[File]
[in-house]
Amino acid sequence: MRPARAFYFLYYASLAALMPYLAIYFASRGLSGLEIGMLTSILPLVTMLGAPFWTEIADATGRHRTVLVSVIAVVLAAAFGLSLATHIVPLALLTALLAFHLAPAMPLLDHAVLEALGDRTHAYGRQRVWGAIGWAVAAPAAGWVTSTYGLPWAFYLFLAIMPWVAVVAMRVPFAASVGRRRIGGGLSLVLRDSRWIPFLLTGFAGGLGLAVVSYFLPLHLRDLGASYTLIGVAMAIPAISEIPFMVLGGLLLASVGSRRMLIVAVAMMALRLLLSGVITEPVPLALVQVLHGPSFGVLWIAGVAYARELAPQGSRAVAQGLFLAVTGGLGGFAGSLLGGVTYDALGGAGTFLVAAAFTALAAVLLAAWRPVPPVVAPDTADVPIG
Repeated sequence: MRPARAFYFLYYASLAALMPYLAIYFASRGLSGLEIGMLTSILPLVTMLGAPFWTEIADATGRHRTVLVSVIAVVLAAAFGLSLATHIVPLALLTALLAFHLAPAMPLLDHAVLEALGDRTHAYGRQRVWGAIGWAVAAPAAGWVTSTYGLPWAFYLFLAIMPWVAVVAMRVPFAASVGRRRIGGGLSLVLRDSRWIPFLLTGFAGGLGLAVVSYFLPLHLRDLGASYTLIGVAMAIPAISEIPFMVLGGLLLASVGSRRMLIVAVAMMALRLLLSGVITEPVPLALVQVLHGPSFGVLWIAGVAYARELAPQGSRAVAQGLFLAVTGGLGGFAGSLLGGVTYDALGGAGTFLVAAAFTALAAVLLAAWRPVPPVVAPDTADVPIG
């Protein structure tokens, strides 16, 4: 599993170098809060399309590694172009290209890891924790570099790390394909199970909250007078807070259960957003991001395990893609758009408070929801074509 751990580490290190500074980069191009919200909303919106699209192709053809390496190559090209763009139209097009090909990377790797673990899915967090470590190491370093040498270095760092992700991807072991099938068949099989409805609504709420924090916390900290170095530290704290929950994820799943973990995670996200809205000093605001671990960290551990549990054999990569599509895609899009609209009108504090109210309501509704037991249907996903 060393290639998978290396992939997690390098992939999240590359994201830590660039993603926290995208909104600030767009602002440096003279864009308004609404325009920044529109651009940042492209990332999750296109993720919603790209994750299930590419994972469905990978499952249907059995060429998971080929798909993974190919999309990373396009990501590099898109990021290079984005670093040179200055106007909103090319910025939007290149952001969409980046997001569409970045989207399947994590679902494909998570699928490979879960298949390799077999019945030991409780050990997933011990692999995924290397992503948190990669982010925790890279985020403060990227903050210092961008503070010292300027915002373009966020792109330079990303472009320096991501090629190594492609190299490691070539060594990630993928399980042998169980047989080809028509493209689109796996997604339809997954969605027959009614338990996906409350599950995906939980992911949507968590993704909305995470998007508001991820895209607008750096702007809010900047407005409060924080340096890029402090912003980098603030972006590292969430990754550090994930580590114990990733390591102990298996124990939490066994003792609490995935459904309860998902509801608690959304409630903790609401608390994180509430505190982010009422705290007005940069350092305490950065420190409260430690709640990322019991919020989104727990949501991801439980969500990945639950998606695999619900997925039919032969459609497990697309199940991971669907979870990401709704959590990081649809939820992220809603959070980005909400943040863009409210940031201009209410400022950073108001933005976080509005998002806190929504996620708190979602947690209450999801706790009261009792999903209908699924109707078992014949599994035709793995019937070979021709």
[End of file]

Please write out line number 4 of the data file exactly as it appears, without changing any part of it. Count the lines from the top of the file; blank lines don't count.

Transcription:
């Protein structure tokens, strides 16, 4: 599993170098809060399309590694172009290209890891924790570099790390394909199970909250007078807070259960957003991001395990893609758009408070929801074509 751990580490290190500074980069191009919200909303919106699209192709053809390496190559090209763009139209097009090909990377790797673990899915967090470590190491370093040498270095760092992700991807072991099938068949099989409805609504709420924090916390900290170095530290704290929950994820799943973990995670996200809205000093605001671990960290551990549990054999990569599509895609899009609209009108504090109210309501509704037991249907996903 060393290639998978290396992939997690390098992939999240590359994201830590660039993603926290995208909104600030767009602002440096003279864009308004609404325009920044529109651009940042492209990332999750296109993720919603790209994750299930590419994972469905990978499952249907059995060429998971080929798909993974190919999309990373396009990501590099898109990021290079984005670093040179200055106007909103090319910025939007290149952001969409980046997001569409970045989207399947994590679902494909998570699928490979879960298949390799077999019945030991409780050990997933011990692999995924290397992503948190990669982010925790890279985020403060990227903050210092961008503070010292300027915002373009966020792109330079990303472009320096991501090629190594492609190299490691070539060594990630993928399980042998169980047989080809028509493209689109796996997604339809997954969605027959009614338990996906409350599950995906939980992911949507968590993704909305995470998007508001991820895209607008750096702007809010900047407005409060924080340096890029402090912003980098603030972006590292969430990754550090994930580590114990990733390591102990298996124990939490066994003792609490995935459904309860998902509801608690959304409630903790609401608390994180509430505190982010009422705290007005940069350092305490950065420190409260430690709640990322019991919020989104727990949501991801439980969500990945639950998606695999619900997925039919032969459609497990697309199940991971669907979870990401709704959590990081649809939820992220809603959070980005909400943040863009409210940031201009209410400022950073108001933005976080509005998002806190929504996620708190979602947690209450999801706790009261009792999903209908699924109707078992014949599994035709793995019937070979021709």